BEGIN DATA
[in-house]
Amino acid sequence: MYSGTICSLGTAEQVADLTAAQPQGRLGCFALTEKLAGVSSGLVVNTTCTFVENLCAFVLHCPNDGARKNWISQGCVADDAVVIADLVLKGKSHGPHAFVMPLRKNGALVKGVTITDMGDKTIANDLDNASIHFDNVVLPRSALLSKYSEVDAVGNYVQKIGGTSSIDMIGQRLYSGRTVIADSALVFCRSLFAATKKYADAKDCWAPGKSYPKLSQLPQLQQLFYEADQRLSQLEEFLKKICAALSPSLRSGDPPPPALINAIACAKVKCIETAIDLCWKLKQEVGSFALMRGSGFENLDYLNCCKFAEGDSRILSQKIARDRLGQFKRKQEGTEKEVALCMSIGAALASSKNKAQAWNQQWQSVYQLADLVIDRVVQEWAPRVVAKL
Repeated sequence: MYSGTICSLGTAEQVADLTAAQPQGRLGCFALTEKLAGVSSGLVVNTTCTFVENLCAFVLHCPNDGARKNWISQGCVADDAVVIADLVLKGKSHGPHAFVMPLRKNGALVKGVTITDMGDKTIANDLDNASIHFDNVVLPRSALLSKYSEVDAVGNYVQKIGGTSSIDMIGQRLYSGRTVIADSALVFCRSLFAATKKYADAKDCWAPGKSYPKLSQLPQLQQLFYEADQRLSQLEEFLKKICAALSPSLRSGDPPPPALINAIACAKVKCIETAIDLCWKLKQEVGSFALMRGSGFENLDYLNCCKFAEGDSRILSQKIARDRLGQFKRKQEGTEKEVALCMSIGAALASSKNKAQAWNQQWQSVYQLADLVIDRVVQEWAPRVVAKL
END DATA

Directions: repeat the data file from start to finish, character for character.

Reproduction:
[in-house]
Amino acid sequence: MYSGTICSLGTAEQVADLTAAQPQGRLGCFALTEKLAGVSSGLVVNTTCTFVENLCAFVLHCPNDGARKNWISQGCVADDAVVIADLVLKGKSHGPHAFVMPLRKNGALVKGVTITDMGDKTIANDLDNASIHFDNVVLPRSALLSKYSEVDAVGNYVQKIGGTSSIDMIGQRLYSGRTVIADSALVFCRSLFAATKKYADAKDCWAPGKSYPKLSQLPQLQQLFYEADQRLSQLEEFLKKICAALSPSLRSGDPPPPALINAIACAKVKCIETAIDLCWKLKQEVGSFALMRGSGFENLDYLNCCKFAEGDSRILSQKIARDRLGQFKRKQEGTEKEVALCMSIGAALASSKNKAQAWNQQWQSVYQLADLVIDRVVQEWAPRVVAKL
Repeated sequence: MYSGTICSLGTAEQVADLTAAQPQGRLGCFALTEKLAGVSSGLVVNTTCTFVENLCAFVLHCPNDGARKNWISQGCVADDAVVIADLVLKGKSHGPHAFVMPLRKNGALVKGVTITDMGDKTIANDLDNASIHFDNVVLPRSALLSKYSEVDAVGNYVQKIGGTSSIDMIGQRLYSGRTVIADSALVFCRSLFAATKKYADAKDCWAPGKSYPKLSQLPQLQQLFYEADQRLSQLEEFLKKICAALSPSLRSGDPPPPALINAIACAKVKCIETAIDLCWKLKQEVGSFALMRGSGFENLDYLNCCKFAEGDSRILSQKIARDRLGQFKRKQEGTEKEVALCMSIGAALASSKNKAQAWNQQWQSVYQLADLVIDRVVQEWAPRVVAKL